And we pay them to have fun like this?

These Marines are playing in the snow.  From the video’s description:

U.S. Marines M1A1 tank crews work with the Norwegian Telemark Battalion on techniques of driving tracked vehicles in winter conditions on an snow/ice track.

A Norwegian Leopard 2 Main Battle Tank leads U.S. Marine M1 Abrams, from the Combined Arms Company, to various cold-weather training sites for tracked vehicles in Rena, Norway.

Watch in full-screen mode for best results.

It may be training, and hard work, but it also looks as if they’re having a lot of fun.  Pushing sixty-odd tons of armor plate sideways down an ice track – deliberately?  That’s fun!



  1. In "Strands of Sorrow", John Ringo has a scene in chapter 17 of an Abrams spinning out of control, at high speed, on a large quantity of red lube. I'm thinking he's seen this video, or similar IRL.

  2. I was a grunt rather than a tanker so my experience of drifting in armor was in an M-113 in Bavaria. Quite the rush even if it did weigh a fifth what the Abrams weighs. Also rather painful when the driver overcorrects and makes a "combat stop" by slamming into a rather large tree.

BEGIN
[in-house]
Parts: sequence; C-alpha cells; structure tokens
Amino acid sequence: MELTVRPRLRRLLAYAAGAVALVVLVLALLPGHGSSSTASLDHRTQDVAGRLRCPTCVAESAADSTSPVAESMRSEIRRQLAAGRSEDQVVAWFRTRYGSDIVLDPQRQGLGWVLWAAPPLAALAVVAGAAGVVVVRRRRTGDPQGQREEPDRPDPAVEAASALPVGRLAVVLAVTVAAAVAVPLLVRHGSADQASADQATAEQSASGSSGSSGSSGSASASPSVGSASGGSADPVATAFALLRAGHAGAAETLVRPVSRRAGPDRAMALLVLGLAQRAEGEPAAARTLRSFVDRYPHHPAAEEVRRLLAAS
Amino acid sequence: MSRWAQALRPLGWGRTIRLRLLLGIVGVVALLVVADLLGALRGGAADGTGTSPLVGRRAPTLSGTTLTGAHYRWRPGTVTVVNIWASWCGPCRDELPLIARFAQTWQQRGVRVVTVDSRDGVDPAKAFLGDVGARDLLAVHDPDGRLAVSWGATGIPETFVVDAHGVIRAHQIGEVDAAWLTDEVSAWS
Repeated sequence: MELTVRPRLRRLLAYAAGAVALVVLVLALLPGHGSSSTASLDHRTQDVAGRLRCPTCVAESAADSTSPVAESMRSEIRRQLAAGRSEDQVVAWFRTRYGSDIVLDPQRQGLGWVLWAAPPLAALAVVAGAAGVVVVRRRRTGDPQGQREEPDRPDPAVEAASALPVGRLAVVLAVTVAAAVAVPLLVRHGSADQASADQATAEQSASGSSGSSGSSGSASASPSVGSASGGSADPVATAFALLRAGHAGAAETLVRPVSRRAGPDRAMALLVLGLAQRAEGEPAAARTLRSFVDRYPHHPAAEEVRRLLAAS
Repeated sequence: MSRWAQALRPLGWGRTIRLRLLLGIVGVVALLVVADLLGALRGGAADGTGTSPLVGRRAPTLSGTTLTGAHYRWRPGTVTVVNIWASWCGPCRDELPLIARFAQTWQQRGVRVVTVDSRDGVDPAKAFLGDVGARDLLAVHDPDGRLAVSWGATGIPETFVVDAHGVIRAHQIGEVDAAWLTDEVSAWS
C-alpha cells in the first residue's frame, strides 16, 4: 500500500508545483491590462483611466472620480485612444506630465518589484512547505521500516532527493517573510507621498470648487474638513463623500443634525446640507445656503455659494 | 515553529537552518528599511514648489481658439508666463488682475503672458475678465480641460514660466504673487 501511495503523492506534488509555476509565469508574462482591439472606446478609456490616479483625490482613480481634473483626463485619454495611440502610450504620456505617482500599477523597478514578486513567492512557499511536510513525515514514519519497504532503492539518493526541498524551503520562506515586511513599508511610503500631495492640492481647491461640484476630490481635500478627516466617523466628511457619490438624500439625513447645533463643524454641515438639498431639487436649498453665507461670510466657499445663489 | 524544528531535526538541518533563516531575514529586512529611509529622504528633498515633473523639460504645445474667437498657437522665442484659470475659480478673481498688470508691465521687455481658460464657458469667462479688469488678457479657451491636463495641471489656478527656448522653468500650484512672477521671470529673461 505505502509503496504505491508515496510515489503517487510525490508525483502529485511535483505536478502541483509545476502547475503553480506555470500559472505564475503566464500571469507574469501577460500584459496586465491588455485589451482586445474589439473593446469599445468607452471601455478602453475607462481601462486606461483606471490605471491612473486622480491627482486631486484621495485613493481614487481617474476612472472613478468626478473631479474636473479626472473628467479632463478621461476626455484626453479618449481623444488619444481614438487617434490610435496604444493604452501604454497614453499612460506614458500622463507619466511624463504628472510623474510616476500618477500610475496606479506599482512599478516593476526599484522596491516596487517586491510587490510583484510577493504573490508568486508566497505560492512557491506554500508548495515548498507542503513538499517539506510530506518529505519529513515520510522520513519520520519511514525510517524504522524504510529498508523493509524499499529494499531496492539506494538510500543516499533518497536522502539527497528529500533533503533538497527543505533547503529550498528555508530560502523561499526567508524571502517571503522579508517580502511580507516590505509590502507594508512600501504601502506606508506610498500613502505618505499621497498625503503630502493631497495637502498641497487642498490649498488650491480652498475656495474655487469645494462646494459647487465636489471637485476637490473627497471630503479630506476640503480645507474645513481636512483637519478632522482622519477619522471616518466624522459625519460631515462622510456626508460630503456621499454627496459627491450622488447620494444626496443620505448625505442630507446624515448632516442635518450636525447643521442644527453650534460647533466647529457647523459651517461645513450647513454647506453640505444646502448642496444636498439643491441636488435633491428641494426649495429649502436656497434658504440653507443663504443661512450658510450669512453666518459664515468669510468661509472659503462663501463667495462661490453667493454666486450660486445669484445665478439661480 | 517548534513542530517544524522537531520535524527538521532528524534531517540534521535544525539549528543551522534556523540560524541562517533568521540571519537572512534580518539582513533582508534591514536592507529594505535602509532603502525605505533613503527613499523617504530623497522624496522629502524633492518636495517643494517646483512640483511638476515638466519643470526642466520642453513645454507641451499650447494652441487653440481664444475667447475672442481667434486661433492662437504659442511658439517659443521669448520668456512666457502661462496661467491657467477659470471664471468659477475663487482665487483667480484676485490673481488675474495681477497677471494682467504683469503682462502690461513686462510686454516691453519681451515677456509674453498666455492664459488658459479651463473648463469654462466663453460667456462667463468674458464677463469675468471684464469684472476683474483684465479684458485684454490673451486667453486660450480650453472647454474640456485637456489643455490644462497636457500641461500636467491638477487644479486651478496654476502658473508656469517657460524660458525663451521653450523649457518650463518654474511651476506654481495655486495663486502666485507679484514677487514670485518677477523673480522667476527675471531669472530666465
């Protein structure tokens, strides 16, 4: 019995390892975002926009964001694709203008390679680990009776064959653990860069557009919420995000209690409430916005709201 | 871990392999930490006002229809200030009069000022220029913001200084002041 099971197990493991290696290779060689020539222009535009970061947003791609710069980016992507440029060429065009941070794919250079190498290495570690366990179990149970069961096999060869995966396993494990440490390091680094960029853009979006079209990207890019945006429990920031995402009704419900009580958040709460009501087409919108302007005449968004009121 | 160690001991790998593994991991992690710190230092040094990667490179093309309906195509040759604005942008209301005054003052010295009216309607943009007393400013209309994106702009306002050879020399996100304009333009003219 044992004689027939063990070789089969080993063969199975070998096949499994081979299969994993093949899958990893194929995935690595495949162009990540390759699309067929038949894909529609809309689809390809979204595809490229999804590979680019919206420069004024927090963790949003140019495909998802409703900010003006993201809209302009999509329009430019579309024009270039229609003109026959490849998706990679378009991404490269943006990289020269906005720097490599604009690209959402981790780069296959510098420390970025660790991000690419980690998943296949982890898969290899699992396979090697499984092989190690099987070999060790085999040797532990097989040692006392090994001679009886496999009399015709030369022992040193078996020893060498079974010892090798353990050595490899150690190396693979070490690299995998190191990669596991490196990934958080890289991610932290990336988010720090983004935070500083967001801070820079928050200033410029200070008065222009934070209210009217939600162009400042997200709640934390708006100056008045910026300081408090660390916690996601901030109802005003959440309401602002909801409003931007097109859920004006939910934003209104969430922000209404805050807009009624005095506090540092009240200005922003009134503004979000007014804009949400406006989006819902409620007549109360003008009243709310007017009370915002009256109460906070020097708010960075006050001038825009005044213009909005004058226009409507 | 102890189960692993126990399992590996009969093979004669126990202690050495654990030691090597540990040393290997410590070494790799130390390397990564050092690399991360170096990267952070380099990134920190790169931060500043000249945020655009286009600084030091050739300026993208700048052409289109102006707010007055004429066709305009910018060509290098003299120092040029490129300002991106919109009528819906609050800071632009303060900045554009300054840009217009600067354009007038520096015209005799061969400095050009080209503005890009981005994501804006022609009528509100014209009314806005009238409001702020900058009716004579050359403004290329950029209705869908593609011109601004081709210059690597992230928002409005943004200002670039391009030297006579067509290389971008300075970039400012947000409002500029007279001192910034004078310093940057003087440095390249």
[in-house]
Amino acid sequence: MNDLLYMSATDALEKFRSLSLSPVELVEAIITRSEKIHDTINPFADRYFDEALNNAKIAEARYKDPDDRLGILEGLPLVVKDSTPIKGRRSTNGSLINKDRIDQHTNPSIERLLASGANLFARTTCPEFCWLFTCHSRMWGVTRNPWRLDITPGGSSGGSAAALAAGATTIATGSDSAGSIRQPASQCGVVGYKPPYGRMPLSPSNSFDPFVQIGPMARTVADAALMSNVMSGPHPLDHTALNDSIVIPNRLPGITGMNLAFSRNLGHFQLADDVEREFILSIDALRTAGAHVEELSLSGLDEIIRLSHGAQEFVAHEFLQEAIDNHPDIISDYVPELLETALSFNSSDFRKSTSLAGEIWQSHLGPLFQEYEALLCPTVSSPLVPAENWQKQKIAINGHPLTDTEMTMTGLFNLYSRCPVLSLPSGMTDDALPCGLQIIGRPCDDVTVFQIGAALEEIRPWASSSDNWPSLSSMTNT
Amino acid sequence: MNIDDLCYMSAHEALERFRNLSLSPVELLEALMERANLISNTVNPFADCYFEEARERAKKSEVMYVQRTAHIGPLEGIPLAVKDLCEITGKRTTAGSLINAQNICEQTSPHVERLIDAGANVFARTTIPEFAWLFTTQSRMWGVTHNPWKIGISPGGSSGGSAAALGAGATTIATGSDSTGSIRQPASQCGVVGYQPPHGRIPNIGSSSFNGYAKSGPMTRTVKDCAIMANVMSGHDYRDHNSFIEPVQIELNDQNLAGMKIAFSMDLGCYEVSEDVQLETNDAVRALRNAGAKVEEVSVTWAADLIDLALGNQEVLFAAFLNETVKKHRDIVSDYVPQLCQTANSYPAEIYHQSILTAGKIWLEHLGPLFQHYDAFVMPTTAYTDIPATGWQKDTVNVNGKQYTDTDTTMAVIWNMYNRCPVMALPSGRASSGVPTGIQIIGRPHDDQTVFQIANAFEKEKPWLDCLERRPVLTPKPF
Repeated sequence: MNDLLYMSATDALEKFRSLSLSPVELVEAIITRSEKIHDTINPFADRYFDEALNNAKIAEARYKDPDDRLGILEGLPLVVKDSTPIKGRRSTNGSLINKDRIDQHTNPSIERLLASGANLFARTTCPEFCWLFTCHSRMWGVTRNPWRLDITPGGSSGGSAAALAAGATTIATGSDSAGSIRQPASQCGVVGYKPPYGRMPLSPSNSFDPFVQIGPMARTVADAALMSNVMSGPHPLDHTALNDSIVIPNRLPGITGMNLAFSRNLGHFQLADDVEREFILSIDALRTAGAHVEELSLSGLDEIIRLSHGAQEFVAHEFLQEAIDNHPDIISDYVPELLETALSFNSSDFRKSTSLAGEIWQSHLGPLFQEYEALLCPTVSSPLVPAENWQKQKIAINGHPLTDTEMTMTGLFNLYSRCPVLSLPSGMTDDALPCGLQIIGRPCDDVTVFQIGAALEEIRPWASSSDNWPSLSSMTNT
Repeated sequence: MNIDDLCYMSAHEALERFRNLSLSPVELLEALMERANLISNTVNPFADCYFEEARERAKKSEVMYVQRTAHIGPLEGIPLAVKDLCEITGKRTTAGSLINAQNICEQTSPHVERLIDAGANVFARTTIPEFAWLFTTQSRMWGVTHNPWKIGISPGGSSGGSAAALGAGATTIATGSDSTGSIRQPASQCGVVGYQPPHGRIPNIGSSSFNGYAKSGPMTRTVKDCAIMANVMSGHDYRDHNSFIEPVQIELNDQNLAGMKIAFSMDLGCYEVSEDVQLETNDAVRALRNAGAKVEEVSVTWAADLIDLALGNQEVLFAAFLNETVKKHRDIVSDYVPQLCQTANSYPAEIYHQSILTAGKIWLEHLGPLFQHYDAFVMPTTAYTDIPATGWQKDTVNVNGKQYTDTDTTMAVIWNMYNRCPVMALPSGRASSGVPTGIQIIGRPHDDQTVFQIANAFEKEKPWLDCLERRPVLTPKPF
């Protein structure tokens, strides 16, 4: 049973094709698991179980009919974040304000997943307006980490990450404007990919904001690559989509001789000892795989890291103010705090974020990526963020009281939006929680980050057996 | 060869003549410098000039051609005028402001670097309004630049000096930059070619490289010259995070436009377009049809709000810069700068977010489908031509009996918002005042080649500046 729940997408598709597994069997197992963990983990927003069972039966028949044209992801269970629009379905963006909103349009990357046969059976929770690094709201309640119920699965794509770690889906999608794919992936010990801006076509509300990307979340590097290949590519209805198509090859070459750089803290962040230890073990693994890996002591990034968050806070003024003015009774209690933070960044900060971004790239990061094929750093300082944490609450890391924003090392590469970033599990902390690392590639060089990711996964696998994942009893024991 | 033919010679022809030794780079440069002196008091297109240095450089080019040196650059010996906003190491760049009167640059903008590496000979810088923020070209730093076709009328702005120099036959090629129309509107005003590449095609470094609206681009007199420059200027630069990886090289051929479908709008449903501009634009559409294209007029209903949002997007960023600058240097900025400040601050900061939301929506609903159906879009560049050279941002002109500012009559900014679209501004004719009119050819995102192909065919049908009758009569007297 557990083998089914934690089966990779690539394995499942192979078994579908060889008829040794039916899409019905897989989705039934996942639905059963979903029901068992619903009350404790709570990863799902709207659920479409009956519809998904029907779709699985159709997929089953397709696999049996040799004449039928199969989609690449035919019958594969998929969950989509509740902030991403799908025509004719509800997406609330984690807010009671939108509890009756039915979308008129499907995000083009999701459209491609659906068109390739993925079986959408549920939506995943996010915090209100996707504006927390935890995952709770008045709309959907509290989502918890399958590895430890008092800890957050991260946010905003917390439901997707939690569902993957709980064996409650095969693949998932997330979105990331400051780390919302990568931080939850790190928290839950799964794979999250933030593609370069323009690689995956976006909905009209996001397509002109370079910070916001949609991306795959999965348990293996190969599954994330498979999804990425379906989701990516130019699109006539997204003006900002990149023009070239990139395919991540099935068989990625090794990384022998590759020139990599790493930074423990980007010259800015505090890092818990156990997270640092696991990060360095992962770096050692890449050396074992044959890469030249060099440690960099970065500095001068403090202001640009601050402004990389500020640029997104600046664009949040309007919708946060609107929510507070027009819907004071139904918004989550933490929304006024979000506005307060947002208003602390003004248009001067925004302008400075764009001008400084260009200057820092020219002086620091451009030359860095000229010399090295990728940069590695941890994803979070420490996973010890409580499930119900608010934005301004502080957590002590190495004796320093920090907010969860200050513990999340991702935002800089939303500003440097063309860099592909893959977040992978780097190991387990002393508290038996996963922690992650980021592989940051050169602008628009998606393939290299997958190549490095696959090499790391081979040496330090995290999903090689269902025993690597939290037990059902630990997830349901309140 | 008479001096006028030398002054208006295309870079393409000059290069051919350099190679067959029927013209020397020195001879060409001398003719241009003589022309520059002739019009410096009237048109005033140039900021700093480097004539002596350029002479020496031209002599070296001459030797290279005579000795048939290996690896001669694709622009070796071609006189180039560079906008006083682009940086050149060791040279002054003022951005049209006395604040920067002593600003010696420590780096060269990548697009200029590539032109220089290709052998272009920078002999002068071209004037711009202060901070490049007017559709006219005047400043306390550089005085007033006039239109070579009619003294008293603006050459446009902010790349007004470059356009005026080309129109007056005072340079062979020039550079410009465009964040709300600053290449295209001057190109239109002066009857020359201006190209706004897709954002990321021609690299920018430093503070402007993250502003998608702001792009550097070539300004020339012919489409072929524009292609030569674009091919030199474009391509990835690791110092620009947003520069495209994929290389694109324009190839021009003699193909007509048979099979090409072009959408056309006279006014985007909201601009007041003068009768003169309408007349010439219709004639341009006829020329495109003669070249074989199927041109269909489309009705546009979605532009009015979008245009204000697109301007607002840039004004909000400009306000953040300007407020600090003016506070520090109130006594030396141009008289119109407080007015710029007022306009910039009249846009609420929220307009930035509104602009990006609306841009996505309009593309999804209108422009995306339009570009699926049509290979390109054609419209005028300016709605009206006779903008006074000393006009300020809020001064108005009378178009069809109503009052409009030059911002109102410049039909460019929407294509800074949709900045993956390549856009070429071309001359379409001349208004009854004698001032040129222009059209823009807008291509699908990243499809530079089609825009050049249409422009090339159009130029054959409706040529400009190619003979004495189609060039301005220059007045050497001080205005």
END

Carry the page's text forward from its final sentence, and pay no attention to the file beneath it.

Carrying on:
3. I don't own a tank or any other tracked vehicle and because of that my life isn't as rich and fulfilling as it should be. I must remember to purchase a powerball ticket tomorrow.

  4. Maybe it's just my contrarian nature, but I can't help but wonder just how useful this training would be in an active combat situation…when the tanks WON'T have the rubber 'street pads' on their tracks.

    I suspect the tanks ability (tendency?) to 'drift' like they do in the video would be greatly altered on bare tracks.

  5. Why would they bother removing the rubber pads? Those tanks are amazingly quiet with the turbine engine, and the lack of clanking treads might be helpful in minimizing their target "footprint".

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